8 Language Explosion!Once an infant’s vocabulary reaches ~50 words, it suddenly begins to build rapidly at a rate of 50 to 100+ words per monthMostly nounsAlso called the “Naming Explosion”Sue
9 Talk to Your Babies!The rate of children’s vocabulary development is influenced by the amount of talk they are exposed to.The more speech that is addressed to a toddler, the more rapidly the toddler will learn new words!
10 Word ComprehensionFast Mapping is the process of rapidly learning a new word simply from the contrastive use of a familiar word and an unfamiliar wordThe children’s ability to connect new words to familiar words so rapidly that they cannot be considering all possible meaning for the new word
11 Example of Fast Mapping In a preschool classroom, an experimenter drew a child’s attention to two blocks – asking the child to “get the celadon block not the blue one”From this simple contrast, the child inferred that the name of the color of the requested object was “celadon”After a single exposure to this novel word, about half the children showed some knowledge of it a week later by correctly picking the celadon color child from a bunch of paint chips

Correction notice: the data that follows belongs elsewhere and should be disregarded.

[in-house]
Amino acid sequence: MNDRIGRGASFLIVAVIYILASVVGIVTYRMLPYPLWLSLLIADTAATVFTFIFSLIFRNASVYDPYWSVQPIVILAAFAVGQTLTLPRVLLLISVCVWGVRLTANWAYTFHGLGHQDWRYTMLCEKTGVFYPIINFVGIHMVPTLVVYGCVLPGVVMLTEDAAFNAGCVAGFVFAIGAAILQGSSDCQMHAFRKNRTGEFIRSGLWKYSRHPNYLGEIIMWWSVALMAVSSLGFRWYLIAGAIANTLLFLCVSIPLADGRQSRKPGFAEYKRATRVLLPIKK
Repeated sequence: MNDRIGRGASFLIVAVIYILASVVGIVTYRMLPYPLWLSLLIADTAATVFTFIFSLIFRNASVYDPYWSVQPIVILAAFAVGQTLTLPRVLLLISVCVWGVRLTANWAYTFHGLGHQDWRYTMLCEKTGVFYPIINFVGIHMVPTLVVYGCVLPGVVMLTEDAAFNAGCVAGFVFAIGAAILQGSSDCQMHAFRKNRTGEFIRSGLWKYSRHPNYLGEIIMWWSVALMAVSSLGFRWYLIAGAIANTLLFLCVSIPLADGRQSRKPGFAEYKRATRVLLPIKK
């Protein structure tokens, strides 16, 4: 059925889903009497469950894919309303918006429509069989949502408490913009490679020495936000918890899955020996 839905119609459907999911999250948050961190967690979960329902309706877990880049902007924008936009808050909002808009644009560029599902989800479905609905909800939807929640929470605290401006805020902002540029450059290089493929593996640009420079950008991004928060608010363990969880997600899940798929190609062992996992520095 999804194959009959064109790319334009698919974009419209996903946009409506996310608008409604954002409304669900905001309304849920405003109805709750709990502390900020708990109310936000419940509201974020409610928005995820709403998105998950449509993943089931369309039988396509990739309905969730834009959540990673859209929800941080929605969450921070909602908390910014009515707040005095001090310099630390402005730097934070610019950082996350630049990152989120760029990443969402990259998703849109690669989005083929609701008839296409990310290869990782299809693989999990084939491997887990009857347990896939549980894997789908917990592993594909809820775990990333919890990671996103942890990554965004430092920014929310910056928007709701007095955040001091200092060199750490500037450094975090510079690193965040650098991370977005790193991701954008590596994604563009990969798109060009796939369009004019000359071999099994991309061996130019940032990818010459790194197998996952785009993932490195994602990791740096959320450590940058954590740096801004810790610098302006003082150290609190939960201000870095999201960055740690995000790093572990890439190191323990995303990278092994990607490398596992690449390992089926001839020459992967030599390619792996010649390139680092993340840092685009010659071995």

12 Give Fast-Mapping a try… Answer the following questions on you own.
13 Snurks are covered with garslim. Garslim is like __________? This is a snurk. It walks on its flaxes. How many flaxes does a snurk have?Snurks have twice as many flaxes as ampolinks. Where are the amopolinks?Snurks are covered with garslim. Garslim is like __________?Like dogs, snurks can wag their pangeers. Where is the pangeer?Do you think snurks can bispooche? Why or why not?This is an exercise in fast mapping. They have to complete the questions quickly without talking to anyone.The first four questions should be easy to answer. The last question is designed to be impossible to answer without further information.These questions put you back in toddlers shoes listening to adults speak. Like toddlers, you all must rely on context to comprehend the strange vocabulary to describe the snurk. In absence of adequate context, comprehension is impossible (as in question 5).